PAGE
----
Our first in-park meal was lunch at Walt’s – An American Restaurant, which Imagineer Eddie Sotto says was designed to be like a Club 33 that anyone can experience. Since the Club 33 we knew and loved has been remade into a New Orleanian TGI Fridays, I was excited to recapture the old feeling at Walt’s.
Walt’s shares an address with Walt Disney Imagineering in Glendale, CA.
Here’s what’s actually at 1401 Flower Street…
Out of habit, we booked our lunch at Walt’s for noon, the first seating that day. Now I wish I’d done a little more research. For one thing, it was so bright out that the contrast from the windows made it really difficult to photograph the dim Victorian interior of the second floor. Also, it turned out that only a few of the seating areas were open at that hour, and if we’d arrived even 45 minutes later, we could’ve been seated in what turned out to be my favorite room. But the top tip I later got from a helpful DISer is that you can watch the parade from Walt’s if you time it right! Then again, with our luck on this trip, they would’ve seated us in a back room instead of at the primo table we did get overlooking Main Street, U.S.A.
Walt’s was designed to introduce Europeans to Walt Disney’s life story through photos and memorabilia found in the lobby and stairwell.
Every time I see a mechanical bird at Disney, I wonder if THAT is the one Walt brought home from New Orleans that inspired AudioAnimatronics. But there was no mention of it in Disneyland Paris: From Sketch to Reality, so I’m thinking this ain’t it…
You can take the elevator or the stairs… The elevator isn’t quite as fancy as the one in Club 33 was, but it’s up there!
The photos in the stairwell depict Walt’s rise to fame and lead you to the host station and upper elevator lobby.
Each of the rooms upstairs is themed to a different land at Disneyland Paris. I wish you got to pick which one you sit in, but like any restaurant, they only open areas as they need them. The rooms are arranged in a ring around the central core so that each one has windows onto Main Street, U.S.A. or Flower Street.
We were seated in the Main Street, U.S.A. room, which seemed to have the least theming but also the most seats with views of its namesake street.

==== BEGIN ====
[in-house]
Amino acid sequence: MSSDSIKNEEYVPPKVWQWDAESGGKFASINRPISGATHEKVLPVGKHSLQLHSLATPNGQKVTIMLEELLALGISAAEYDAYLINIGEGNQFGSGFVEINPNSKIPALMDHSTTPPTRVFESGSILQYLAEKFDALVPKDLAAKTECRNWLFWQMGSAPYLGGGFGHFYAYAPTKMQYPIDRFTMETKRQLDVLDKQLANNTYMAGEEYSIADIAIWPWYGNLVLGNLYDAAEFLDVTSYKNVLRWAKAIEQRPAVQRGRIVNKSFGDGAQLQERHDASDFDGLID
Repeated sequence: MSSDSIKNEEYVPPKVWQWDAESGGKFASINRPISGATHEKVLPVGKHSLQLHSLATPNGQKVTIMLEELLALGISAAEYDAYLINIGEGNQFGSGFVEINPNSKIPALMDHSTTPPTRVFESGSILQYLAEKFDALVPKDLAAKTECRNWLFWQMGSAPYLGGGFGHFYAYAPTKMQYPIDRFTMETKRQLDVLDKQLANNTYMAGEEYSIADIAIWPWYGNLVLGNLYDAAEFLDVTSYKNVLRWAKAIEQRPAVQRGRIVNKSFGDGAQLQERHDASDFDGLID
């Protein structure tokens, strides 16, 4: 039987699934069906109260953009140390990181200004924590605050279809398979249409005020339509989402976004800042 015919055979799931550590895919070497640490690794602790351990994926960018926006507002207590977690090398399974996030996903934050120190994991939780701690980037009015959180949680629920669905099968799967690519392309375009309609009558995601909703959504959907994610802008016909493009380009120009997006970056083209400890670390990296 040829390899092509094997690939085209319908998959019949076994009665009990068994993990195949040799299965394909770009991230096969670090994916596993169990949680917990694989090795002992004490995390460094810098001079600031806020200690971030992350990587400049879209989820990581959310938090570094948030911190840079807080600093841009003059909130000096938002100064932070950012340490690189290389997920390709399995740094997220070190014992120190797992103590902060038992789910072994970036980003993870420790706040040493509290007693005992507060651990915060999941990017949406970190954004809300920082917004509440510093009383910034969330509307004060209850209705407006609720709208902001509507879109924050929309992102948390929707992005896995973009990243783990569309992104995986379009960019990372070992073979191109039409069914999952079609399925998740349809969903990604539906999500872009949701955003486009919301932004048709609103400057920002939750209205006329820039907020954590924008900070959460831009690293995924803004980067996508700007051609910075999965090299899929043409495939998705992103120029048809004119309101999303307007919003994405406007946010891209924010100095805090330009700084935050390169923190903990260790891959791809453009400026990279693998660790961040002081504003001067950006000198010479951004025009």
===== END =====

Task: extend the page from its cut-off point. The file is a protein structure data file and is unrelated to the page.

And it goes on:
The Frontierland room has sculptures by Remington on the mantel (not pictured) and perhaps THE swaggiest swagged draperies in the entire park.
The Discoveryland Room is an Art Nouveau fantasy. Apparently the mantel carvings depict smoke curling upward.
This shot looks through to the host station at the top of the stairs, if you’re trying to get your bearings.
My absolute favorite room was Adventureland. The colors! The fixtures! The detail! The sun dappling the carpet!
However, this room only looks out on Flower Street, so if you are hoping to watch the parade, you’re going to want to be in Discoveryland, Main Street, U.S.A. or Frontierland.
Tucked behind Adventureland is the Fantasyland room. It is not my taste, but I appreciate how elaborate the theming is.
On display are original maquettes used when designing attractions at Disneyland Paris.
Not pictured—and I could’ve sworn I took a picture—is the weirdly grotty ladies’ room. It’s like opening the door in Club 33 and stepping into one of Epcot’s oldest, most neglected restrooms. No theming. The light over the sink was burned out, the tile was cracked and dirty, and it smelled like mildew. Very weird…
But let’s talk about lunch! The menu says some of the dishes are modern versions of Walt’s favorite foods (yet no chili?!).
We could’ve split an entree and probably didn’t need appetizers at all, but we wanted to try lots of things to show you, Dear Reader! Patrick did the two-course Walt’s menu and I ordered a la carte so I could get exactly what I wanted.
“Lobster bisque cream, smoked sweet corn and sorghum emulsion with tomato powder.” It was pretty good!
“Classic Caesar salad: romaine lettuce, croutons, marinated anchovies, Parmesan tuile and shavings.” Patrick declared this pretty good as well.
Patrick had the “Free-range Label Rouge Chicken Breast, Thanksgiving stuffing, sweet potato mash and giblet gravy,” which he said tasted like it was conceived by someone who had no idea what a Thanksgiving meal was supposed to taste like. The stuffing had a particularly weird texture, apparently.
I had the “Free-range pork chop at the perfect temperature with a Barbecue sauce, ‘Mac and cheese’ and asparagus.” The pork was way overcooked—not that unusual for a Disney restaurant, but when you call something “pork cooked to the perfect temperature” you’d better have it at the perfect temperature!
The quotes around “mac and cheese” should have tipped me off… It was a masterwork of construction but tasted like plain noodles held together with paste and the barest hint of cheese flavor in this, the land of amazing cheese!
For dessert I had the “Chocolate cake with tonka bean ganache and cocoa nibs crispy biscuit,” which was good in the generic way of most fancy restaurant desserts.
Nothing we had was horrible, it just wasn’t all that memorable or worth what we were paying. My advice at Walt’s – An American Restaurant is to get the cheapest thing on the menu and just go for the atmosphere (but ladies should try to “go” before they get there, perhaps at a restroom with a smiley-face rating system!)
We certainly enjoyed our view of Main Street, U.S.A. It distracted us from the litany of “Closed” labels in the Disneyland Paris app as we tried to plan our post-lunch itinerary.
We finally decided to nip back to our room for a little break before diving back into Disneyland Paris for the day. Along the way we saw….
Patrick went around to the front of the hotel to take some shots from Fantasia Gardens.
Is that…. a one-eared bunny?
Oh wait—this one’s a dancing hippo, so that must’ve been an alligator!
I’ll leave you with this highly professional and fact-filled video of Disneyland Paris in the snow…